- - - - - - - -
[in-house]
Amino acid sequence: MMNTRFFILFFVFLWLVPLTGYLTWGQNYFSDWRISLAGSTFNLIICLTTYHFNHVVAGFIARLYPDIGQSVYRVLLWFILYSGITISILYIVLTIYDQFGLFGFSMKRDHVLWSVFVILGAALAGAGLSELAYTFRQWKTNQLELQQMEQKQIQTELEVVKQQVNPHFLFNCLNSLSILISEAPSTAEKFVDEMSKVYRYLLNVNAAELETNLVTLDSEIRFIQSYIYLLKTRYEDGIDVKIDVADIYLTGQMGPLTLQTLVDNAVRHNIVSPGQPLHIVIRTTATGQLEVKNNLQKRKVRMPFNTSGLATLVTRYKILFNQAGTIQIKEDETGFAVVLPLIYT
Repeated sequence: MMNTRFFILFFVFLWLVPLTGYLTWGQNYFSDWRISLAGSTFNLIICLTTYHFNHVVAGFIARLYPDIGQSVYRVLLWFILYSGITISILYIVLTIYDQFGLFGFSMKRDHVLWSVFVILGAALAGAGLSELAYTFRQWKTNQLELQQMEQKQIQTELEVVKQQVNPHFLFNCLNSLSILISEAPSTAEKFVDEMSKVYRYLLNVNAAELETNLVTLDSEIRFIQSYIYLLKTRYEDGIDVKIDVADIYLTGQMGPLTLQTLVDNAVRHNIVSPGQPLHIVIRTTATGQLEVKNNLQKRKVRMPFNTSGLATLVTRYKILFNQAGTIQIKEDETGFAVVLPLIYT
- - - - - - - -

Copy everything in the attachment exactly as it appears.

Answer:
[in-house]
Amino acid sequence: MMNTRFFILFFVFLWLVPLTGYLTWGQNYFSDWRISLAGSTFNLIICLTTYHFNHVVAGFIARLYPDIGQSVYRVLLWFILYSGITISILYIVLTIYDQFGLFGFSMKRDHVLWSVFVILGAALAGAGLSELAYTFRQWKTNQLELQQMEQKQIQTELEVVKQQVNPHFLFNCLNSLSILISEAPSTAEKFVDEMSKVYRYLLNVNAAELETNLVTLDSEIRFIQSYIYLLKTRYEDGIDVKIDVADIYLTGQMGPLTLQTLVDNAVRHNIVSPGQPLHIVIRTTATGQLEVKNNLQKRKVRMPFNTSGLATLVTRYKILFNQAGTIQIKEDETGFAVVLPLIYT
Repeated sequence: MMNTRFFILFFVFLWLVPLTGYLTWGQNYFSDWRISLAGSTFNLIICLTTYHFNHVVAGFIARLYPDIGQSVYRVLLWFILYSGITISILYIVLTIYDQFGLFGFSMKRDHVLWSVFVILGAALAGAGLSELAYTFRQWKTNQLELQQMEQKQIQTELEVVKQQVNPHFLFNCLNSLSILISEAPSTAEKFVDEMSKVYRYLLNVNAAELETNLVTLDSEIRFIQSYIYLLKTRYEDGIDVKIDVADIYLTGQMGPLTLQTLVDNAVRHNIVSPGQPLHIVIRTTATGQLEVKNNLQKRKVRMPFNTSGLATLVTRYKILFNQAGTIQIKEDETGFAVVLPLIYT